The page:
TCUs offer personalized education that is located where students live. A TCU education is culturally sustaining, offered at a low cost to provide equitable access to college, and is focused on in-demand degrees and credentials. Yet TCUs are challenged because of their rural locations, which brings faculty and staff recruitment difficulties, a changing student body, and insufficient infrastructure. At least three TCUs have closed their doors to date, while many others continuing to face financial, staffing, and other challenges.

The research resulted in a nine-point framework to help TCUs focus time and resources to help them flourish and serve their students and communities in a culturally sustaining way that encourages economic development and sustainability of the institutions for generations to come.

The framework resulting from this research not only offers insights for TCUs but can also guide foundations, government offices, and Native-serving organizations as they invest in and support TCUs.

Study participants included 31 TCU leaders, faculty, and staff members from Diné College, Navajo Technical University, Nueta Hidatsa Sahnish College (NHSC), Turtle Mountain Community College, and United Tribes Technical College (UTTC). Participants centered TCU sustainability on fiscal responsibility and being highly adaptable and responsive to meet the changing needs of their students and Tribal communities.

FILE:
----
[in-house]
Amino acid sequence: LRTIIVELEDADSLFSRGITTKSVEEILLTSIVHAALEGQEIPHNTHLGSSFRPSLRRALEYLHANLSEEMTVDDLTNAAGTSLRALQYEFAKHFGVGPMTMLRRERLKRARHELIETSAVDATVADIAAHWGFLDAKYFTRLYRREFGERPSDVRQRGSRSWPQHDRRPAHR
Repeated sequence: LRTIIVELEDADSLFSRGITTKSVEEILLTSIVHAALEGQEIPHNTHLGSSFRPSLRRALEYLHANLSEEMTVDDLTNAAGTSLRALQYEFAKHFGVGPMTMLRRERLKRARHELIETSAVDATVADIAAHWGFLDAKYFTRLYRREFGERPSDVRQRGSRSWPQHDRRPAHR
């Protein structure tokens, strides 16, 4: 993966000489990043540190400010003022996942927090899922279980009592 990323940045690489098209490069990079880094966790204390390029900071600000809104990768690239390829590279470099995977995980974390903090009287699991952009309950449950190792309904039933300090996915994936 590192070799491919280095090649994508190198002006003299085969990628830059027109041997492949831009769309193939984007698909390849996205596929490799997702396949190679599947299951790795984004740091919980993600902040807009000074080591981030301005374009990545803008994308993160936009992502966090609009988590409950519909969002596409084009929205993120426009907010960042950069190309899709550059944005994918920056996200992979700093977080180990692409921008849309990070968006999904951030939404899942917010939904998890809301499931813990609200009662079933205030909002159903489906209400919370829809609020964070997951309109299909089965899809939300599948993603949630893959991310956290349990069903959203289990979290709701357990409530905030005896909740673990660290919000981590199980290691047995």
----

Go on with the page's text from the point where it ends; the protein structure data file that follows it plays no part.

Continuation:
A TCU Sustainability Framework was developed from these analyses and interviews to ensure the long-term survival and success of all TCUs. To read or download a copy of “SEVEN GENERATIONS: A Framework for Ensuring Tribal College and University Sustainability”, please visit

Leander R. McDonald, President of United Tribes Technical College, said, “Research is not new to Indigenous people. We have oral traditions of leadership using information for decision making from generations past. Tribally controlled and approved studies are critical to ensuring accurate data is available to drive initiatives and policies going into the future.”